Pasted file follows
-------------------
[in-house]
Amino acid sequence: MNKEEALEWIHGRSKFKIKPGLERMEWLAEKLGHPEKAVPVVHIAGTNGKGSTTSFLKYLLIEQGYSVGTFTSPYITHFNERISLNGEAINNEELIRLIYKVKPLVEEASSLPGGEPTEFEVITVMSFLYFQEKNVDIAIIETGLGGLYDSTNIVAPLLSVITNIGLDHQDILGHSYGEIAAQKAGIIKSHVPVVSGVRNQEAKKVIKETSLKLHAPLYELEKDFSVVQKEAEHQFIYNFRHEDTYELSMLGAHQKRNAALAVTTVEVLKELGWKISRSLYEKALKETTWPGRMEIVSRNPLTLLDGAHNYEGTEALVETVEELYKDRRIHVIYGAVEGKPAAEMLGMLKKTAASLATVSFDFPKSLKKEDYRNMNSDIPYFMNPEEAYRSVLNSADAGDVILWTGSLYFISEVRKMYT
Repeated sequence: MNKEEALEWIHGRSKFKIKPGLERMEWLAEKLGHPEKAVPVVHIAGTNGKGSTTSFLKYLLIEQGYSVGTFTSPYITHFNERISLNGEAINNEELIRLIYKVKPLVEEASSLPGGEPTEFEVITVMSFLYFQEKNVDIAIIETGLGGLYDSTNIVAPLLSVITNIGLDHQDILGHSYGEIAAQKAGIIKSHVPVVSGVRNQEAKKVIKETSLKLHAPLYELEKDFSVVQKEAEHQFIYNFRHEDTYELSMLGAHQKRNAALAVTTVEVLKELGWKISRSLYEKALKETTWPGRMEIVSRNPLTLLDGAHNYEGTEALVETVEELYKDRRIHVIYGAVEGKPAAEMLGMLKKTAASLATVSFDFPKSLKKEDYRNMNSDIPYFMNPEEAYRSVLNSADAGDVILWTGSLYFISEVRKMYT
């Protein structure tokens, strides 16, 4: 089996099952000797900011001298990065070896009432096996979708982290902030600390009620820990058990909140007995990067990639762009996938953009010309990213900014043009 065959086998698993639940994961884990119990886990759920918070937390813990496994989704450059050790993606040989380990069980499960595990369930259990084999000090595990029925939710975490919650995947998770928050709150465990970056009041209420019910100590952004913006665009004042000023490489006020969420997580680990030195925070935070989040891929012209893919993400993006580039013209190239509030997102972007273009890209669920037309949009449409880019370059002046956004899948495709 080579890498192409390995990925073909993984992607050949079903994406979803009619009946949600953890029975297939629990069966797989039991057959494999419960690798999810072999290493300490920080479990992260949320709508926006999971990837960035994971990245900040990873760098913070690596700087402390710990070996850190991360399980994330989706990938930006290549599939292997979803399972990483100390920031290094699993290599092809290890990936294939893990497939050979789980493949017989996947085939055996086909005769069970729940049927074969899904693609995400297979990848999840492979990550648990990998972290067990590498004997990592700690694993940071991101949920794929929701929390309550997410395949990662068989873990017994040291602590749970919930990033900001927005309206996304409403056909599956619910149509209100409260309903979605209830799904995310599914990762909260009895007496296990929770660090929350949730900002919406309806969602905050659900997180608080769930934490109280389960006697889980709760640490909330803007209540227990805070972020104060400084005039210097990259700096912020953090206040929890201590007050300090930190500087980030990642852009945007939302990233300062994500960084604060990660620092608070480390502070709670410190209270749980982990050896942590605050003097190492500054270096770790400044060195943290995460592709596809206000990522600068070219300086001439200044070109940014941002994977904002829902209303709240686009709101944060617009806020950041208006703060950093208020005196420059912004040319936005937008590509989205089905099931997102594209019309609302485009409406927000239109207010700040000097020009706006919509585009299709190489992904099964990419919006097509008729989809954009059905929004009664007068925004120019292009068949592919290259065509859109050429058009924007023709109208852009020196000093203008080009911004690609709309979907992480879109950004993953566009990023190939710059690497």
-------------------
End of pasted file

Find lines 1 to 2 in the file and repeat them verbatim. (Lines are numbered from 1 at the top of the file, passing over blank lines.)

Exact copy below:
[in-house]
Amino acid sequence: MNKEEALEWIHGRSKFKIKPGLERMEWLAEKLGHPEKAVPVVHIAGTNGKGSTTSFLKYLLIEQGYSVGTFTSPYITHFNERISLNGEAINNEELIRLIYKVKPLVEEASSLPGGEPTEFEVITVMSFLYFQEKNVDIAIIETGLGGLYDSTNIVAPLLSVITNIGLDHQDILGHSYGEIAAQKAGIIKSHVPVVSGVRNQEAKKVIKETSLKLHAPLYELEKDFSVVQKEAEHQFIYNFRHEDTYELSMLGAHQKRNAALAVTTVEVLKELGWKISRSLYEKALKETTWPGRMEIVSRNPLTLLDGAHNYEGTEALVETVEELYKDRRIHVIYGAVEGKPAAEMLGMLKKTAASLATVSFDFPKSLKKEDYRNMNSDIPYFMNPEEAYRSVLNSADAGDVILWTGSLYFISEVRKMYT